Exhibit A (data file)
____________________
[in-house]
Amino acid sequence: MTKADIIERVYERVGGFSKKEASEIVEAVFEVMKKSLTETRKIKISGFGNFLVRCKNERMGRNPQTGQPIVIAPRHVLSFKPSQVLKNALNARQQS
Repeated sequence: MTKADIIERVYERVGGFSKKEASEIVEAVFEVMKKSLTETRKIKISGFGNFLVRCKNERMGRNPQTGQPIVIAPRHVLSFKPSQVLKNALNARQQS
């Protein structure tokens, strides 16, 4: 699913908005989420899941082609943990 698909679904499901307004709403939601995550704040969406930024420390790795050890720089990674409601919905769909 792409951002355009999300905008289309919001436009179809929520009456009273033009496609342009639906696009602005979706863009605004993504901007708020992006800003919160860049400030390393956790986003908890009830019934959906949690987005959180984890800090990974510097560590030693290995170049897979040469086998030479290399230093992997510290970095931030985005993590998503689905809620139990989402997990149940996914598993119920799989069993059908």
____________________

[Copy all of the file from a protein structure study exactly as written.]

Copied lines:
[in-house]
Amino acid sequence: MTKADIIERVYERVGGFSKKEASEIVEAVFEVMKKSLTETRKIKISGFGNFLVRCKNERMGRNPQTGQPIVIAPRHVLSFKPSQVLKNALNARQQS
Repeated sequence: MTKADIIERVYERVGGFSKKEASEIVEAVFEVMKKSLTETRKIKISGFGNFLVRCKNERMGRNPQTGQPIVIAPRHVLSFKPSQVLKNALNARQQS
């Protein structure tokens, strides 16, 4: 699913908005989420899941082609943990 698909679904499901307004709403939601995550704040969406930024420390790795050890720089990674409601919905769909 792409951002355009999300905008289309919001436009179809929520009456009273033009496609342009639906696009602005979706863009605004993504901007708020992006800003919160860049400030390393956790986003908890009830019934959906949690987005959180984890800090990974510097560590030693290995170049897979040469086998030479290399230093992997510290970095931030985005993590998503689905809620139990989402997990149940996914598993119920799989069993059908």